The Italian Job – 2015


These set of photos was taken last year of 2015 from March to December while living and travelling in Italy, specifically around the area of Ancona in the Marché region. In this image collection I tried to capture some of the most interesting monuments I had the chance to visit and as far my time allowed. Anyway, this time rather than telling the history behind how did I got to go to Italy (which can be understood by reading my former post ‘Mare Superum’),  I want to go a little technical this time.

Last year I’ve been practicing mostly techniques of long-exposure and HDR (which stands for: High Dynamic Range) imaging. And therefore I talked about this techniques with lots of people and other photographers trying to understand how did they felt on the results of this type of photography which I believe is often misunderstood and considered (by some) fake or extravagant when compared to a ‘single shot exposure’. The latest assumption is probably legitimate if you have come across with some of the awkward and exaggerated ‘pieces of art’ that can be found on internet just by typing on google ‘HDR photography’. The opinions I’ve been hearing range from amusement to disgust with not much of a grey area in between; you can accept it or you don’t. I’ve been felling a mix of both as well whenever I search for them to learn and get inspired for new ideas, but, disregarding if I like or not the extravagant and fake styling of some photos, I do recognize the effort of these artists and I come to believe that this is always a matter of tastes… in the end I guess it is like mostly everything in life: “I like pancakes, do you?”.

Because when you are a photographer you want to show your work in a positive way to the widest public possible, I want to dedicate the following lines to describe and explain why I personally think HDR techniques are as valid (if not more valid) as ‘single exposure’ photos to capture the essence of landscape and architecture photography. In this way I would like not only to fight ignorance and misunderstanding but to introduce you to my critical thinking behind the technique. This is not to excuse me (or others) for ‘over editing’ or for doing a bad work, because everyone is allowed of missing the bulls-eye once in a while… or shall I say (upon my experience) ‘frequently all the while’ !?

The dynamic range (explained shortly) is the capacity of any digital camera sensor or film to capture the range of different light/shadow intensities existing in a scene. Unfortunately digital sensors are not as smart as our brains when processing changes in light. Very often our photos are ruined by some burned skies or pitch black shadows and therefore affected by the loss of precious information when you are trying to tell the whole story of a scenario; in other words, sensors often fail to reproduce the scene as your eyes can see it by adjusting the pupil (likewise the lenses diafragma) to the amount of light available. To avoid this loss of information in our classic ‘single exposure’ (one shot) way of photographing, the HDR photography is a technique which brings together the best of 3 worlds. Specifically speaking the idea behind complies the merging of the same photo exposed several times to capture the best detail for shadows, mid-tones and highlights. The result is a single photo which instead of lacking information in shadows (underexposed) or highlights (overexposed) will enhance the details in shape and color of this parts in an image. The effect achieved often gives a sense of hyper-realism and tridimensional depth to the photos simulating our ever adapting eye-pupil and stereoscopic sight.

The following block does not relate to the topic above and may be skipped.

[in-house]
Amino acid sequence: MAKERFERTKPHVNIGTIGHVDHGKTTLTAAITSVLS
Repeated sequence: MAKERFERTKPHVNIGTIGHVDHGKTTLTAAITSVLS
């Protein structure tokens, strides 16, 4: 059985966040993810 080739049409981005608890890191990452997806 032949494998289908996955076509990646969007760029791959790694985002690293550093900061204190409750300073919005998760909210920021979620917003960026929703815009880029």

Although HDR is quite a modern term to describe this technique of giving the wright exposure time to different parts of a scene (and objects) in a photo, this type of image edition is being done by the greatest photographers in darkrooms all over the world and since the early history of photography. As an example I can reference two masters of photography (just to acknowledge a couple) like Ansel Adams and Sebastião Salgado, which images achieved a timeless value and serve as inspiration for me and for most nature and landscape photographers worldwide.

 For purposes related with this article, I will mark with HDR to each photo in the end of the caption to identify where I used this approach and leave you to decide either if you enjoyed it or not. I don’t pretend to oblige anyone to appreciate this photos, my photos or any other using this technique but I hope that after this short, rough and ‘non scientific’ explanation I can at least help you to understand what means the HDR settings on your recently bought iPhone 1000 (or other worldly smartphones) and to open a small window on perception for this recent photography trend, leaving available a whole new world to explore to photographers of all levels and creeds.

Respect to you, if you read each word above, and  if you would, PLEASE feel free to leave your comment and critics bellow.

 

 

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